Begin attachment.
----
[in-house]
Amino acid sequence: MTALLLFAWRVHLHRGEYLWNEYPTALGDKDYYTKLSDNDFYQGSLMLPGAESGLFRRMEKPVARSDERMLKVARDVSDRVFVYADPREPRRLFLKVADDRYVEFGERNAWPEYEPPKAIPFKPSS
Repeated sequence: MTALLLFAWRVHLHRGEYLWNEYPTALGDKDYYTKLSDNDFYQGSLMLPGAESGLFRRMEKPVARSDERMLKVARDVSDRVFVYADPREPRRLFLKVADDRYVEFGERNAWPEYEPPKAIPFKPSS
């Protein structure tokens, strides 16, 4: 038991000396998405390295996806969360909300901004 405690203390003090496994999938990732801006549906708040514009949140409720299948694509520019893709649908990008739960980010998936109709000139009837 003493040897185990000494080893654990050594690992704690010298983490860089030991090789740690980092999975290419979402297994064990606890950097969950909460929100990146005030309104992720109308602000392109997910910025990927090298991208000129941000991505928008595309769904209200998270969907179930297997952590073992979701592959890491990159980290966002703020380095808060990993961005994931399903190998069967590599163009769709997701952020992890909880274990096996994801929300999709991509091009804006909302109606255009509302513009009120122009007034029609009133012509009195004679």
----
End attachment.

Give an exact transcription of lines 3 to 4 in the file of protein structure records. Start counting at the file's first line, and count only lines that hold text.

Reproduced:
Repeated sequence: MTALLLFAWRVHLHRGEYLWNEYPTALGDKDYYTKLSDNDFYQGSLMLPGAESGLFRRMEKPVARSDERMLKVARDVSDRVFVYADPREPRRLFLKVADDRYVEFGERNAWPEYEPPKAIPFKPSS
């Protein structure tokens, strides 16, 4: 038991000396998405390295996806969360909300901004 405690203390003090496994999938990732801006549906708040514009949140409720299948694509520019893709649908990008739960980010998936109709000139009837 003493040897185990000494080893654990050594690992704690010298983490860089030991090789740690980092999975290419979402297994064990606890950097969950909460929100990146005030309104992720109308602000392109997910910025990927090298991208000129941000991505928008595309769904209200998270969907179930297997952590073992979701592959890491990159980290966002703020380095808060990993961005994931399903190998069967590599163009769709997701952020992890909880274990096996994801929300999709991509091009804006909302109606255009509302513009009120122009007034029609009133012509009195004679």